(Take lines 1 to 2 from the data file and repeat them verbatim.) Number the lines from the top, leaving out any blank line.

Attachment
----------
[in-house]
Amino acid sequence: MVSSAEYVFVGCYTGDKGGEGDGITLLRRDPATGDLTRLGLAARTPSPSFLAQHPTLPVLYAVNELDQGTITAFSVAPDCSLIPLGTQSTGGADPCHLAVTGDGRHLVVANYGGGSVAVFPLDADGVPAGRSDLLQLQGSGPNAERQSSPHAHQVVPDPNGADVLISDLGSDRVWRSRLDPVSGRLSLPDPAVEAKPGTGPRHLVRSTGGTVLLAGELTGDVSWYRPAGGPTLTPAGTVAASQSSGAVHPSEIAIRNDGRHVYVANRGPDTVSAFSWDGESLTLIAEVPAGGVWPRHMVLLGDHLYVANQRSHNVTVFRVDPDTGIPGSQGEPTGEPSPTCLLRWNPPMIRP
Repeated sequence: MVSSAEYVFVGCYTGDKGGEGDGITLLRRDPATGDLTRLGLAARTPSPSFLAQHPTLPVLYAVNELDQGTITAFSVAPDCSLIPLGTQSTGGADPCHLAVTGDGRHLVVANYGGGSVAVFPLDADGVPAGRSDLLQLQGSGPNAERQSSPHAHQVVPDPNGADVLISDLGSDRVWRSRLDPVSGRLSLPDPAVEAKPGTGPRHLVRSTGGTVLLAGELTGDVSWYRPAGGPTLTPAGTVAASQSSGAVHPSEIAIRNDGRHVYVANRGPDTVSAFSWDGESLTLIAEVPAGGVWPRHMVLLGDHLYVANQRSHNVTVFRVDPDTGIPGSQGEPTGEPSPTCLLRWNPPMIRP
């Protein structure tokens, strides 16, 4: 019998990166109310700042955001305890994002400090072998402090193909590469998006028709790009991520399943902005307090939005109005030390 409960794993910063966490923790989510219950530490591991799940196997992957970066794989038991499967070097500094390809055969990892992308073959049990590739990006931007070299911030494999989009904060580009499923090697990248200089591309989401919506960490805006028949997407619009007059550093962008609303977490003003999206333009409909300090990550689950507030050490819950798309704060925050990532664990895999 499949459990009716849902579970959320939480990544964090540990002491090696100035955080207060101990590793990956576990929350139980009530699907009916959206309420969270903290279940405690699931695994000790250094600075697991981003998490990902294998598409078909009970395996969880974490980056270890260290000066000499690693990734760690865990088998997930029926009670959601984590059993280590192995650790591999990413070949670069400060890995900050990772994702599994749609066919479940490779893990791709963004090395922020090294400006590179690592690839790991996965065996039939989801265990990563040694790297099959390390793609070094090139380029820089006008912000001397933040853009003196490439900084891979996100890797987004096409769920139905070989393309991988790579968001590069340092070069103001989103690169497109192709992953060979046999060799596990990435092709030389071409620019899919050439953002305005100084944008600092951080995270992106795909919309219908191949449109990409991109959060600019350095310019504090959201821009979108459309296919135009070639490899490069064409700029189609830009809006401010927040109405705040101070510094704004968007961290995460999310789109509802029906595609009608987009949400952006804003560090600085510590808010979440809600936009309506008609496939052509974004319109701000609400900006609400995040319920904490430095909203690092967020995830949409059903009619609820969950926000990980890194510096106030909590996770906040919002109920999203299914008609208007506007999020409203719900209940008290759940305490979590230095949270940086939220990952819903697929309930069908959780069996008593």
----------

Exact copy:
[in-house]
Amino acid sequence: MVSSAEYVFVGCYTGDKGGEGDGITLLRRDPATGDLTRLGLAARTPSPSFLAQHPTLPVLYAVNELDQGTITAFSVAPDCSLIPLGTQSTGGADPCHLAVTGDGRHLVVANYGGGSVAVFPLDADGVPAGRSDLLQLQGSGPNAERQSSPHAHQVVPDPNGADVLISDLGSDRVWRSRLDPVSGRLSLPDPAVEAKPGTGPRHLVRSTGGTVLLAGELTGDVSWYRPAGGPTLTPAGTVAASQSSGAVHPSEIAIRNDGRHVYVANRGPDTVSAFSWDGESLTLIAEVPAGGVWPRHMVLLGDHLYVANQRSHNVTVFRVDPDTGIPGSQGEPTGEPSPTCLLRWNPPMIRP